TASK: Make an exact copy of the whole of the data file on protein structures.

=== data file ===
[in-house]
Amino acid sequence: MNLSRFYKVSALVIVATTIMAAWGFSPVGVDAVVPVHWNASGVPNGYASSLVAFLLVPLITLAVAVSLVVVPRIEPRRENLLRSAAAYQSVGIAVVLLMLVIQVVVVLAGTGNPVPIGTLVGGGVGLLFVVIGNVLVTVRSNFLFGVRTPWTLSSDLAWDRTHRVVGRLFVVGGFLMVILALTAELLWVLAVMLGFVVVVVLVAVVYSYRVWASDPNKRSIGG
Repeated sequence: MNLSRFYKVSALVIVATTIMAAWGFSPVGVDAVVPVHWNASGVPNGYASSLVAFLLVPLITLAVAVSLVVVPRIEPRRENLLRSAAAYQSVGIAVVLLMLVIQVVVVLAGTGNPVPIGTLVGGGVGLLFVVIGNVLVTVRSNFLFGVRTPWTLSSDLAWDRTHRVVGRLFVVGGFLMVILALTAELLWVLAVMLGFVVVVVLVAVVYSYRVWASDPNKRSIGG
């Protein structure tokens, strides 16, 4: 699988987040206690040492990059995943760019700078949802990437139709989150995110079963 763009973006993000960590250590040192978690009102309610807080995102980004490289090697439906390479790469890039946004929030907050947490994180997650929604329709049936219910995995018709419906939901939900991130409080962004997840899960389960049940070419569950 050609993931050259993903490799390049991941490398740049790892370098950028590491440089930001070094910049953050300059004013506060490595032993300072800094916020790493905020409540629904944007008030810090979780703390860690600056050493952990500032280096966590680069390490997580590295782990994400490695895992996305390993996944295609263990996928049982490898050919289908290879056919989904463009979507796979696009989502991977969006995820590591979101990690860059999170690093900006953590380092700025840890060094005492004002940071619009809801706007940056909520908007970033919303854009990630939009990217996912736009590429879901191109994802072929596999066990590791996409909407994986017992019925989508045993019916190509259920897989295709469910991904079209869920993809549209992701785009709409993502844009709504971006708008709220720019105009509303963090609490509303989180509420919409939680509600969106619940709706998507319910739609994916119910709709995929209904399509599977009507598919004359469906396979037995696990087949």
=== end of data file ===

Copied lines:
[in-house]
Amino acid sequence: MNLSRFYKVSALVIVATTIMAAWGFSPVGVDAVVPVHWNASGVPNGYASSLVAFLLVPLITLAVAVSLVVVPRIEPRRENLLRSAAAYQSVGIAVVLLMLVIQVVVVLAGTGNPVPIGTLVGGGVGLLFVVIGNVLVTVRSNFLFGVRTPWTLSSDLAWDRTHRVVGRLFVVGGFLMVILALTAELLWVLAVMLGFVVVVVLVAVVYSYRVWASDPNKRSIGG
Repeated sequence: MNLSRFYKVSALVIVATTIMAAWGFSPVGVDAVVPVHWNASGVPNGYASSLVAFLLVPLITLAVAVSLVVVPRIEPRRENLLRSAAAYQSVGIAVVLLMLVIQVVVVLAGTGNPVPIGTLVGGGVGLLFVVIGNVLVTVRSNFLFGVRTPWTLSSDLAWDRTHRVVGRLFVVGGFLMVILALTAELLWVLAVMLGFVVVVVLVAVVYSYRVWASDPNKRSIGG
């Protein structure tokens, strides 16, 4: 699988987040206690040492990059995943760019700078949802990437139709989150995110079963 763009973006993000960590250590040192978690009102309610807080995102980004490289090697439906390479790469890039946004929030907050947490994180997650929604329709049936219910995995018709419906939901939900991130409080962004997840899960389960049940070419569950 050609993931050259993903490799390049991941490398740049790892370098950028590491440089930001070094910049953050300059004013506060490595032993300072800094916020790493905020409540629904944007008030810090979780703390860690600056050493952990500032280096966590680069390490997580590295782990994400490695895992996305390993996944295609263990996928049982490898050919289908290879056919989904463009979507796979696009989502991977969006995820590591979101990690860059999170690093900006953590380092700025840890060094005492004002940071619009809801706007940056909520908007970033919303854009990630939009990217996912736009590429879901191109994802072929596999066990590791996409909407994986017992019925989508045993019916190509259920897989295709469910991904079209869920993809549209992701785009709409993502844009709504971006708008709220720019105009509303963090609490509303989180509420919409939680509600969106619940709706998507319910739609994916119910709709995929209904399509599977009507598919004359469906396979037995696990087949």